The Greatest Whistleblower Ever? Edward Snowden of the NSA

OK, there are other whistleblowers who might claim the crown, perhaps Daniel Ellsberg (The Pentagon Papers), Jeffrey Wigand (tobacco industry), Karen Silkwood (power plant health and safety procedures), or Mark Felt (Watergate), but Edward Snowden is going to be right up there, having revealed the NSA’s mammoth cybersnooping. He asked the newspaper that broke the story, The Guardian, to make his identity public, perhaps to prevent his being “disappeared”:

The individual responsible for one of the most significant leaks in US political history is Edward Snowden, a 29-year-old former technical assistant for the CIA and current employee of the defence contractor Booz Allen Hamilton. Snowden has been working at the National Security Agency for the last four years as an employee of various outside contractors, including Booz Allen and Dell.

The Guardian, after several days of interviews, is revealing his identity at his request. From the moment he decided to disclose numerous top-secret documents to the public, he was determined not to opt for the protection of anonymity. “I have no intention of hiding who I am because I know I have done nothing wrong,” he said.

Snowden will go down in history as one of America’s most consequential whistleblowers, alongside Daniel Ellsberg and Bradley Manning. He is responsible for handing over material from one of the world’s most secretive organisations – the NSA.

In a note accompanying the first set of documents he provided, he wrote: “I understand that I will be made to suffer for my actions,” but “I will be satisfied if the federation of secret law, unequal pardon and irresistible executive powers that rule the world that I love are revealed even for an instant.”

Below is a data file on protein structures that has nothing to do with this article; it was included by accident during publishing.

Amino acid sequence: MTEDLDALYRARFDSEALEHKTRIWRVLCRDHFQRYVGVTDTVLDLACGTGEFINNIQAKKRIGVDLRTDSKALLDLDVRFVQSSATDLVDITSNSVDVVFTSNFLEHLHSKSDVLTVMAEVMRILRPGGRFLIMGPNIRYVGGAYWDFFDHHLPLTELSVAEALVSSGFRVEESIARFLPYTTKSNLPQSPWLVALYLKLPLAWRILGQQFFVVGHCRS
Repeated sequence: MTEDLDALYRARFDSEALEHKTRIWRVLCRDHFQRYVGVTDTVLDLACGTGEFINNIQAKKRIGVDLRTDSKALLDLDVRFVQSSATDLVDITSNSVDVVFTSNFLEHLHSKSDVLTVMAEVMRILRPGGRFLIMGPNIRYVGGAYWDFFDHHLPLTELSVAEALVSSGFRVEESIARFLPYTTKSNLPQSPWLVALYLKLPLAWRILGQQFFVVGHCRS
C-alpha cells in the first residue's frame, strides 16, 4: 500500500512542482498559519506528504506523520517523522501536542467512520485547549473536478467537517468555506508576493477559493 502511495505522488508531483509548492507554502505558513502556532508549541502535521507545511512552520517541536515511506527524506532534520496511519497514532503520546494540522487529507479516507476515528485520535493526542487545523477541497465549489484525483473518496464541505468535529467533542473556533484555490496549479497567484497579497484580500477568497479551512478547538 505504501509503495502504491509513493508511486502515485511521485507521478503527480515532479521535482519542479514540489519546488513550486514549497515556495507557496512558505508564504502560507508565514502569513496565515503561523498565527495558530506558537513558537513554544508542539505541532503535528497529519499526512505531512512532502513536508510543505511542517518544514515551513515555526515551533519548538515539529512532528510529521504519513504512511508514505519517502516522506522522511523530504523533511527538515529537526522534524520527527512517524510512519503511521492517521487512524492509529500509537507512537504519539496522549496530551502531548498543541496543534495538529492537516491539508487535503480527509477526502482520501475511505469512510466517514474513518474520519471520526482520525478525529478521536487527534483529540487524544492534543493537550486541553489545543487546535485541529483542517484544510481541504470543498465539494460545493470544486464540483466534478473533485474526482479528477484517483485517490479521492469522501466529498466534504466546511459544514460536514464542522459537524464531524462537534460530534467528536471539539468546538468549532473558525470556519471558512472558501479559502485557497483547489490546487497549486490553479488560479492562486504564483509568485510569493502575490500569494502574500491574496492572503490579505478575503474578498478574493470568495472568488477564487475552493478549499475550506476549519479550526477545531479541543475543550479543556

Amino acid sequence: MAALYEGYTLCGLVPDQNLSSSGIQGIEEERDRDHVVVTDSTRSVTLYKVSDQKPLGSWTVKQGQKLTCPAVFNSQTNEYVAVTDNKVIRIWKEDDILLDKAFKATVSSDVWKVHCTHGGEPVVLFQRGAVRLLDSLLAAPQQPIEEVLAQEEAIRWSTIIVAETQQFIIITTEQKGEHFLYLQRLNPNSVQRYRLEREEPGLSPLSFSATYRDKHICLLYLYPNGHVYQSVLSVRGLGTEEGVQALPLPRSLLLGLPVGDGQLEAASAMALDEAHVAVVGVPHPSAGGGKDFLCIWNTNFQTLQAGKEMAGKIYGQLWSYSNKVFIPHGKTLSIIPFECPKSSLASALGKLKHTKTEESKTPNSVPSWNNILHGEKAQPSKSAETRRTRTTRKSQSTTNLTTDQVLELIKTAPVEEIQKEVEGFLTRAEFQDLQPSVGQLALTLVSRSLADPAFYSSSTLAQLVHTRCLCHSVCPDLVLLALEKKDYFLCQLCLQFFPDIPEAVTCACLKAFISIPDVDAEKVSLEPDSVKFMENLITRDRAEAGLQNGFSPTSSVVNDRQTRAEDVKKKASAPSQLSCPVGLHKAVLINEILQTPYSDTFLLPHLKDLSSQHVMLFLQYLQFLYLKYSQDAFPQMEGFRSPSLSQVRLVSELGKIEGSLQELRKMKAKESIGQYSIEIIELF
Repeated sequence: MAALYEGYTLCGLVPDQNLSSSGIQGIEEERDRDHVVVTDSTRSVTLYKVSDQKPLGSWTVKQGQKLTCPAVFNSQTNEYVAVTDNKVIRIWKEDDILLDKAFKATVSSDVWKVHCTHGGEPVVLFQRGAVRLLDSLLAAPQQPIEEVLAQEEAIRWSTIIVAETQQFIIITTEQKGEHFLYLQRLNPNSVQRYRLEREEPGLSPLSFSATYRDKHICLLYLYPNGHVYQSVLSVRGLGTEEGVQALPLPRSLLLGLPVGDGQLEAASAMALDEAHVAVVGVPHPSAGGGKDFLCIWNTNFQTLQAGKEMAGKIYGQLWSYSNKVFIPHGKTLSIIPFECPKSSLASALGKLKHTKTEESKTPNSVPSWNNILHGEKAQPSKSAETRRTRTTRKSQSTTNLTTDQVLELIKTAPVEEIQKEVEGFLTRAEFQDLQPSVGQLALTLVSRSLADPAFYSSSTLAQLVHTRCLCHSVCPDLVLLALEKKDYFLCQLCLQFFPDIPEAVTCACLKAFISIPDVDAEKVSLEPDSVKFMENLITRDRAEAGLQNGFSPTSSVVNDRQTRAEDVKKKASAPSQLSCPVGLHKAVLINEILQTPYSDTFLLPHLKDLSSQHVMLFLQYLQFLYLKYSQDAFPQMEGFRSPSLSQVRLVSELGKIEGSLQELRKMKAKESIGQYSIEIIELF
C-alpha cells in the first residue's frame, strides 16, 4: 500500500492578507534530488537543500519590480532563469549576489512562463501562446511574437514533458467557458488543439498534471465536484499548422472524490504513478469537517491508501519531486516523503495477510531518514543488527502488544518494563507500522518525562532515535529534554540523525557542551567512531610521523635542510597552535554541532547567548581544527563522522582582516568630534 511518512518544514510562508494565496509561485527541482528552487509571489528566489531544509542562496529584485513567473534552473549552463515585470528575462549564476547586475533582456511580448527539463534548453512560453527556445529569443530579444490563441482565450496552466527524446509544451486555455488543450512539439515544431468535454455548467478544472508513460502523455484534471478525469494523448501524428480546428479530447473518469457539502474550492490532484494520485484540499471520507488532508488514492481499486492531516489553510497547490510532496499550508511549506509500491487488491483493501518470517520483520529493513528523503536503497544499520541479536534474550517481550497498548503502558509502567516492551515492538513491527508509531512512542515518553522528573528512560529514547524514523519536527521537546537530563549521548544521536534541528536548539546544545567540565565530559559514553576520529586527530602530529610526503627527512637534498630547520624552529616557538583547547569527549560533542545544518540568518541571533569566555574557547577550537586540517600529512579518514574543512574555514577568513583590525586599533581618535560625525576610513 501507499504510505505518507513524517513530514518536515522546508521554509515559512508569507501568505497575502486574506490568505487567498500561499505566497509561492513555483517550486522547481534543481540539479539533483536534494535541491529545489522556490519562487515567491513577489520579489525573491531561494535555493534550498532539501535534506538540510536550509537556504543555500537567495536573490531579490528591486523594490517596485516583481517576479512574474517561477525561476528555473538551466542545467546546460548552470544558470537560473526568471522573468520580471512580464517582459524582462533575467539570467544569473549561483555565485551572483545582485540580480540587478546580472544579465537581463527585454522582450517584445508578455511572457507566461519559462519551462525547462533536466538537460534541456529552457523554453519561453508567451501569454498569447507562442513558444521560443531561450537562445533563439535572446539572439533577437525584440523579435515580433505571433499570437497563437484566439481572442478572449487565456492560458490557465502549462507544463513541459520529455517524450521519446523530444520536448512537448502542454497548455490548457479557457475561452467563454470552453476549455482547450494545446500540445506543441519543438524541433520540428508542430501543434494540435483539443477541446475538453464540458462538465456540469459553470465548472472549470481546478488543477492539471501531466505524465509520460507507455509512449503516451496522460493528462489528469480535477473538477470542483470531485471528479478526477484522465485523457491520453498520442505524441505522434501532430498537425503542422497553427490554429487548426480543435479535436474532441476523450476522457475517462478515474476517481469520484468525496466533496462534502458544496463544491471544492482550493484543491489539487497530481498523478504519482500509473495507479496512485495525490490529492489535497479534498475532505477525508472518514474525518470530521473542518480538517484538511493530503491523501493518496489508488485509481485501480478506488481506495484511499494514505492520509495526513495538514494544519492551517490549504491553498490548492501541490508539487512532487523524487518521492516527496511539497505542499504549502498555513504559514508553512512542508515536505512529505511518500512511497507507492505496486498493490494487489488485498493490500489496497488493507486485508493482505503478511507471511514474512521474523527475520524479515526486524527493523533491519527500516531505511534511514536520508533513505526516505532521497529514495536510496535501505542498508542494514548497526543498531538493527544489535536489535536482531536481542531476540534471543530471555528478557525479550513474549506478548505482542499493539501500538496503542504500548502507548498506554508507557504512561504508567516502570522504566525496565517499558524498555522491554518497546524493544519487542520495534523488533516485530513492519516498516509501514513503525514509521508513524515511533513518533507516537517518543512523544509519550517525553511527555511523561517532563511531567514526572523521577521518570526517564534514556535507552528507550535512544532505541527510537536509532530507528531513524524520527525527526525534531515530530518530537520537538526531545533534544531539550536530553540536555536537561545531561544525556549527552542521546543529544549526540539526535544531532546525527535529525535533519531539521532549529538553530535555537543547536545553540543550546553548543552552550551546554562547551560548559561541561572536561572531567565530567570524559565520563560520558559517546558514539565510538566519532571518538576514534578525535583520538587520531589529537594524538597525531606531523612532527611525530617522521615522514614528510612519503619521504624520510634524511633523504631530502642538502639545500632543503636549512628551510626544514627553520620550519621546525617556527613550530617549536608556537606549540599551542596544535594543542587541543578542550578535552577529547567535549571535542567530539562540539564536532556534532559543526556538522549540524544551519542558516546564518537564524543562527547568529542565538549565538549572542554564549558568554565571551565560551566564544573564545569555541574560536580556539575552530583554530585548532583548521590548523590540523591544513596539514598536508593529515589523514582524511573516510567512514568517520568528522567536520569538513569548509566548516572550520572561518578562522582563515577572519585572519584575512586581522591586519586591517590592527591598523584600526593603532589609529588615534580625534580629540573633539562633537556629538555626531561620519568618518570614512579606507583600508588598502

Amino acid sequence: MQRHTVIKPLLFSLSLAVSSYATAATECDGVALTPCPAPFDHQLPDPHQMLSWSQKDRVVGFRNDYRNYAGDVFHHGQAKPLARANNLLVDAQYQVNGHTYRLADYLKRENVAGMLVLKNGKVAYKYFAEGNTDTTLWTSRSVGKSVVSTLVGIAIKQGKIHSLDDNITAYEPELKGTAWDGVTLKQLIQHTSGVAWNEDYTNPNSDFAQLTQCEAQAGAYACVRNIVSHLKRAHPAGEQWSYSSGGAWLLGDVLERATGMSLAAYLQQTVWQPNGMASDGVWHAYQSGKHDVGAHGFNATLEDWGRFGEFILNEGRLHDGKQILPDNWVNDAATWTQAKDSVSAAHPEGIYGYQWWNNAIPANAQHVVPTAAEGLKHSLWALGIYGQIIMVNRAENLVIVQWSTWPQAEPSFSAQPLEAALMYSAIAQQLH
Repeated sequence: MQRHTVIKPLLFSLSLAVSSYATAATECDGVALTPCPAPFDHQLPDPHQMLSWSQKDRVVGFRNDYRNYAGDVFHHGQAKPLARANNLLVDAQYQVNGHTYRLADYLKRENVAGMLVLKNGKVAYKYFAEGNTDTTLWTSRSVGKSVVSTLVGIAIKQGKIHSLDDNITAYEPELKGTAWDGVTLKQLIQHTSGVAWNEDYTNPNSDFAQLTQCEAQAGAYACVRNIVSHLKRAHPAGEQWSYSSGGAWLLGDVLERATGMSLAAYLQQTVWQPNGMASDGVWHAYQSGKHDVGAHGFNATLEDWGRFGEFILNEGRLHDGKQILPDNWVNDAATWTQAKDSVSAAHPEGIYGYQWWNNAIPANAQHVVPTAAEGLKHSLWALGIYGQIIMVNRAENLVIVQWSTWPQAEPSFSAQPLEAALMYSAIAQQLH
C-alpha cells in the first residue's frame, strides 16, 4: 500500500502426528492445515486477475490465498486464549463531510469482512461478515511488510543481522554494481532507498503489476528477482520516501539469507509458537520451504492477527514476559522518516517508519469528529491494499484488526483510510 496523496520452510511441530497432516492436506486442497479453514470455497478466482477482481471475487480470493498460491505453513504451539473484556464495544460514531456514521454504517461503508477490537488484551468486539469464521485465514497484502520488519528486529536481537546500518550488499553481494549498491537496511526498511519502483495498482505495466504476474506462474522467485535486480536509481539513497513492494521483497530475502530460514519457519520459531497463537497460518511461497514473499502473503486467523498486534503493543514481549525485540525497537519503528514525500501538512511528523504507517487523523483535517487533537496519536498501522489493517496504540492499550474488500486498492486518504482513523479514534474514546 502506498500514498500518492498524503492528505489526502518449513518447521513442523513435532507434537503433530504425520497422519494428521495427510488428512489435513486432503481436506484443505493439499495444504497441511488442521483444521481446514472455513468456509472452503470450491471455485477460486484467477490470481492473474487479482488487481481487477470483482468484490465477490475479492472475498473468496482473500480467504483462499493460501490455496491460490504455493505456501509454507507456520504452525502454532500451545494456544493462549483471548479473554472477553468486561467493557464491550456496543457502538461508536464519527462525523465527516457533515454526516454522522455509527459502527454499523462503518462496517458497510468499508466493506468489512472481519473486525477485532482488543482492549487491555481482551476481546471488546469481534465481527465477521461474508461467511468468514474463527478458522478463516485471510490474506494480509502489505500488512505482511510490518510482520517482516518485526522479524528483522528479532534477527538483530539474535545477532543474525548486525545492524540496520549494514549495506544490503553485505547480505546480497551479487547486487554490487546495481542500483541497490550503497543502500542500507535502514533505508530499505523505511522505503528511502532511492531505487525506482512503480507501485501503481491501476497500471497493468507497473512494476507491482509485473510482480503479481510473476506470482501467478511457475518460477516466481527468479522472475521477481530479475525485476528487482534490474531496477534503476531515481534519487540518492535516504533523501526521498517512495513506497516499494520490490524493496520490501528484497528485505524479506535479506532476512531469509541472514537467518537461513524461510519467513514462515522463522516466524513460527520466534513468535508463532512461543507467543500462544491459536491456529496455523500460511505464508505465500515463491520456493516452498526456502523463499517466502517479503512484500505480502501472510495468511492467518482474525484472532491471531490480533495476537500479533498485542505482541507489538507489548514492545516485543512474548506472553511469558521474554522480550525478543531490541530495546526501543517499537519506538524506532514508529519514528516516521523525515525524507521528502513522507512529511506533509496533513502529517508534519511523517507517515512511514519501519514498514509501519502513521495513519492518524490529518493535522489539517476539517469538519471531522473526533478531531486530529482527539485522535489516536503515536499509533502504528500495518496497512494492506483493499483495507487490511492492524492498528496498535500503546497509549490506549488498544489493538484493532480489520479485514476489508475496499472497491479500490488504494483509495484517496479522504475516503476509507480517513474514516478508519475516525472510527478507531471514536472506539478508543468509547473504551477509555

Despite his determination to be publicly unveiled, he repeatedly insisted that he wants to avoid the media spotlight. “I don’t want public attention because I don’t want the story to be about me. I want it to be about what the US government is doing.”

He does not fear the consequences of going public, he said, only that doing so will distract attention from the issues raised by his disclosures. “I know the media likes to personalise political debates, and I know the government will demonise me.”…

[continues at The Guardian]

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  • echar

    Part of me wonders if this is all intentional, and that the red tape is being cut.

    • Ittabena

      I think we will have to wait and see on this one. I get an odd feeling too. On the other hand the Guardian was the paper that Palast worked for, for so long, so I would tend to put them in the good guy category, but we are on the same page again.

      • echar

        They could be a pawn in the NSAs smoke and mirror game.

        • Ittabena

          Did you ever see Across The Pacific, with Humphrey Bogart and Sydney Greenstreet?

          (Psst, play along I am collecting down votes for a contest. Let’s see if we can rack up a few more.)

          • echar

            No I haven’t, but I know Churchill was a snake. Should I watch it?

          • Ittabena

            It’s not bad, it’s spy/counter spy propaganda thing from pre-WWII days.I’m a Bogart fan, I have a bunch of his. I was just clownin’. It’s my Friday, and it’s been a long week.

            How did Churchill come up? What did Winston do? Well he did have huge colonial goals and viewpoints, and he did try to break the coal unions, and he did screw up in Galipoli, and he did draw up the borders of Iran to include three warring factions, introducing more or less permanent instability there for the benefit of oil exploitation. But other than that what did Winston ever do that was wrong?

          • echar

            I’ll keep it in mind. I have Tinker Tailor Soldier Spy in my collection, perhaps I will watch that shortly.

            He roped Roosevelt into getting involved, who made Churchill promise he’d let the colonies govern themselves. Then when Roosevelt was sick, he made deals behind America’s back. Par for the course I suppose.

          • Ittabena

            Ok, John LeCarre. Have you seen The Constant Gardener? Also from one of his books. Good acting, good stars. Big Pharma experimentation in third world thing.

            I’ll have to watch that one.

          • echar

            I have not, it’s been added to my list.

        • gustave courbet